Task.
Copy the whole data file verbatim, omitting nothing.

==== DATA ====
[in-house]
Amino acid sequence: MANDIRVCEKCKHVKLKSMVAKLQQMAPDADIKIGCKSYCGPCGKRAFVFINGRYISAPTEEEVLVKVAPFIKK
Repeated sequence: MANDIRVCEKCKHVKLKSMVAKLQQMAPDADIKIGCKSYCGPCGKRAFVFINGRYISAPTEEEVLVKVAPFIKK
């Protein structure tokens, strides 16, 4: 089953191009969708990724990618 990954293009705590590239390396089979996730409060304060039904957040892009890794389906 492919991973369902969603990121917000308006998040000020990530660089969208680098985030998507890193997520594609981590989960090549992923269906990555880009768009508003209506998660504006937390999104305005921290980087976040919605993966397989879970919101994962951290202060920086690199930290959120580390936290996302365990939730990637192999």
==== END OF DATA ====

[in-house]
Amino acid sequence: MANDIRVCEKCKHVKLKSMVAKLQQMAPDADIKIGCKSYCGPCGKRAFVFINGRYISAPTEEEVLVKVAPFIKK
Repeated sequence: MANDIRVCEKCKHVKLKSMVAKLQQMAPDADIKIGCKSYCGPCGKRAFVFINGRYISAPTEEEVLVKVAPFIKK
């Protein structure tokens, strides 16, 4: 089953191009969708990724990618 990954293009705590590239390396089979996730409060304060039904957040892009890794389906 492919991973369902969603990121917000308006998040000020990530660089969208680098985030998507890193997520594609981590989960090549992923269906990555880009768009508003209506998660504006937390999104305005921290980087976040919605993966397989879970919101994962951290202060920086690199930290959120580390936290996302365990939730990637192999």